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#ActualHonestDuane

Posted 09 February 2013 - 03:16 PM

You can also store the pointers as offsets from the start of a structure.

Then when you load this structure into memory, you can 'fixup' the pointers by adding the offset to the actual memory address of the start of the loaded structure and saving the result back, and voila, your pointers are valid again.

0 Start of structure1 Pointer to Chicken (offset 3)2 Pointer to Duck (offset 6)3 Chicken4 ..5 ..6 Duck7 ..8 ..

Or better explained in C code (And x-posted on my site)

#include <stdio.h>
#include <stdlib.h>
#include <string.h>

// Declare your basic struct.
typedef struct MyGameObject{
unsigned char hp;
char *name; // Doesn't matter what this is for our demo here.
} GameObject;

// Declare your game id type to make things easier later.
typedef unsigned long int GameObjectId;

// Declare the struct that contains all of the data.
typedef struct MyGameRealObject{
GameObjectId id;
GameObject gameObject;
} AllocatedGameObject;

// Function to build the allocated object.
// Param name should be allocated off the heap not the stack.
GameObject *BuildGameObject(char *name, unsigned char hp){
// Get our gameObjectId.
// Lets just Pretend the number is coming from a
// global singleton manager.
GameObjectId gameobjectIdNumber = 12345;

// Allocate enough memory for your new struct
// and a hidden game object id.
AllocatedGameObject *go = (AllocatedGameObject*)malloc(sizeof(AllocatedGameObject));

if(!go){
// barf how you like, this isn't meant to be complete.
}

go->id = gameobjectIdNumber;
go->gameObject.hp = hp;
go->gameObject.name = name;

GameObject *gameObjectToReturn = &go->gameObject;

return gameObjectToReturn;
}

// Function to get the full allocated object.
// param gameObject should be part of a AllocatedGameObject allocated off the heap.
AllocatedGameObject *GetAllocatedGameObject(GameObject *gameObject){

if(!gameObject){
return 0;
}

char *vhs = (char *)gameObject; // Makes our math easier.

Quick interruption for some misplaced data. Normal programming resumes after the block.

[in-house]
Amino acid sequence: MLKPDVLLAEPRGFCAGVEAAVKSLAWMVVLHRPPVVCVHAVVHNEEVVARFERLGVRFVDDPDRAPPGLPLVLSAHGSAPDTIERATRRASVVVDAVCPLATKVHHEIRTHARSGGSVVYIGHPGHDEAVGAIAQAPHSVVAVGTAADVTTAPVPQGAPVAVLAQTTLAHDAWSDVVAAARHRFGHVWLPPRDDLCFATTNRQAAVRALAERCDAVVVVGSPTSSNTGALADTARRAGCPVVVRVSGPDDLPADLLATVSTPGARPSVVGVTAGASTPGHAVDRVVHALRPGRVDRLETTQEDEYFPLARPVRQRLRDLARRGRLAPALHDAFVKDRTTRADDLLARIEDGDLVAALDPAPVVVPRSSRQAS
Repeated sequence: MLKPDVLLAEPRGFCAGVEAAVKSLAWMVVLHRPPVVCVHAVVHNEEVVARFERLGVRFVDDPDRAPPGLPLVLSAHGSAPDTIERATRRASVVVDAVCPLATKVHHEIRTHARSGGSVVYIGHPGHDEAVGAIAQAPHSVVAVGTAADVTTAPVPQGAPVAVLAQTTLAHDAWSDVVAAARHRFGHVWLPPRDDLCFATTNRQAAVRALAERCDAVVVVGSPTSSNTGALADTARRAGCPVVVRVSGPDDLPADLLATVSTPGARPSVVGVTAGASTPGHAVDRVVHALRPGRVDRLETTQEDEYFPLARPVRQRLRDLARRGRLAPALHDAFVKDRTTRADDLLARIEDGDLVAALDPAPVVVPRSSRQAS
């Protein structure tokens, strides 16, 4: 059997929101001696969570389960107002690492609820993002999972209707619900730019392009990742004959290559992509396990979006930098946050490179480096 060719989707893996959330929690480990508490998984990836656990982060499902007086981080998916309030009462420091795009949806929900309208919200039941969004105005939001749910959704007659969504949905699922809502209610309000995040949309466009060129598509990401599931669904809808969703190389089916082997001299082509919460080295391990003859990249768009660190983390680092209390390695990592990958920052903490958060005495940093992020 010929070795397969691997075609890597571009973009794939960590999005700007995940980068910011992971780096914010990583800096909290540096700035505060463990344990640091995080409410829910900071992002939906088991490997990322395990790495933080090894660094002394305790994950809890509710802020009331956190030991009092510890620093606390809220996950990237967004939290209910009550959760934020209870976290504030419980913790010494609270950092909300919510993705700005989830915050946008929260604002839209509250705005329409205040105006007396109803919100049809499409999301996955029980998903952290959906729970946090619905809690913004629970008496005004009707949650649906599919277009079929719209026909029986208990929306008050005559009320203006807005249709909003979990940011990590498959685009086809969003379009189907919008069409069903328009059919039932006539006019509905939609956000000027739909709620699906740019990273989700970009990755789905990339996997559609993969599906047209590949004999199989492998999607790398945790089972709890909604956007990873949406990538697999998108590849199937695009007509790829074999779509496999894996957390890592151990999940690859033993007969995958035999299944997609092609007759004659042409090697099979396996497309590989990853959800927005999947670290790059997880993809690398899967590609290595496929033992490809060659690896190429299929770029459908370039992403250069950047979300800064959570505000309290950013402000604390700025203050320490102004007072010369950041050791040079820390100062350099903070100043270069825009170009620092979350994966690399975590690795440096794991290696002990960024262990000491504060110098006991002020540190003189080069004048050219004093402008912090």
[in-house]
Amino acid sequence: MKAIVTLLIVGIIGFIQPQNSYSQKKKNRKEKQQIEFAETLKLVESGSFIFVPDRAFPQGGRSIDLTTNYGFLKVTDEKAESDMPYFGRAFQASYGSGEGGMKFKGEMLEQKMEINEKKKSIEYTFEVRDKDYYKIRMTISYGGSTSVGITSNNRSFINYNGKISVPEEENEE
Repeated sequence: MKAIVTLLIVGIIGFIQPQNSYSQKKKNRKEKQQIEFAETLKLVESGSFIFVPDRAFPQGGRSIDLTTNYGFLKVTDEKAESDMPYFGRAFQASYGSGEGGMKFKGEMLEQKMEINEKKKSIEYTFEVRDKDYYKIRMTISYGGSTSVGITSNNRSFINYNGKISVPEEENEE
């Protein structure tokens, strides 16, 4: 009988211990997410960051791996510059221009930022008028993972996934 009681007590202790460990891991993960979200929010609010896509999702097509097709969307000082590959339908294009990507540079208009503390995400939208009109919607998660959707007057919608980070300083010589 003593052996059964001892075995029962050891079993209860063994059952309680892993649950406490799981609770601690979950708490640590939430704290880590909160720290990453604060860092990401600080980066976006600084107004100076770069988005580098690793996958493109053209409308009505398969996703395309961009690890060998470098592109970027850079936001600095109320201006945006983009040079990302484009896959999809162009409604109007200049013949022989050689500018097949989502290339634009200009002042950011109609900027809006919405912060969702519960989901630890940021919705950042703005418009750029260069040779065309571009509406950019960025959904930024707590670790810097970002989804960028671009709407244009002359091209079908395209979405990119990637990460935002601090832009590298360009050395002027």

AllocatedGameObject* allocated = (AllocatedGameObject*)(vhs - sizeof(GameObjectId));

return allocated;
}

// Get the gameObject's hidden id.
// param should be allocated off the heap not the stack or bad things will happen.
GameObjectId GetGameObjectId(GameObject *gameObject){
AllocatedGameObject* allocated = GetAllocatedGameObject(gameObject);

if(allocated){
return allocated->id;
}

return 0;
}

// Cleanup and destroy the allocated GameObject.
// param gameObject should be part of a AllocatedGameObject allocated off the heap.
// Per the above so should the game objects ->name.
void DestroyGameObject(GameObject *gameObject){
if(!gameObject){
return;
}

AllocatedGameObject* allocated = GetAllocatedGameObject(gameObject);

if(!allocated){
return;
}

allocated->id = 0;
allocated->gameObject.hp = 0;

if(allocated->gameObject.name){
size_t len = strlen(allocated->gameObject.name);
memset(allocated->gameObject.name, 0, len);
free(allocated->gameObject.name);
allocated->gameObject.name = NULL;
}

free(allocated);
}

int main(char* argv){
// Build game object
char *objectName = strdup("Scary Monster!");
GameObject *gameObject = BuildGameObject( objectName, 100 );
GameObjectId gameObjectId = GetGameObjectId(gameObject);

printf("\nId: %d\n", gameObjectId);
printf("Name: %s\n", gameObject->name);

// Always clean up after yourself.
DestroyGameObject(gameObject);

return 0;

}

#3HonestDuane

Posted 09 February 2013 - 03:16 PM

You can also store the pointers as offsets from the start of a structure.

Then when you load this structure into memory, you can 'fixup' the pointers by adding the offset to the actual memory address of the start of the loaded structure and saving the result back, and voila, your pointers are valid again.

0 Start of structure1 Pointer to Chicken (offset 3)2 Pointer to Duck (offset 6)3 Chicken4 ..5 ..6 Duck7 ..8 ..

Or better explained in C code (And x-posted on my site)

#include <stdio.h>
#include <stdlib.h>
#include <string.h>

// Declare your basic struct.
typedef struct MyGameObject{
unsigned char hp;
char *name; // Doesn't matter what this is for our demo here.
} GameObject;

// Declare your game id type to make things easier later.
typedef unsigned long int GameObjectId;

// Declare the struct that contains all of the data.
typedef struct MyGameRealObject{
GameObjectId id;
GameObject gameObject;
} AllocatedGameObject;

// Function to build the allocated object.
// Param name should be allocated off the heap not the stack.
GameObject *BuildGameObject(char *name, unsigned char hp){
// Get our gameObjectId.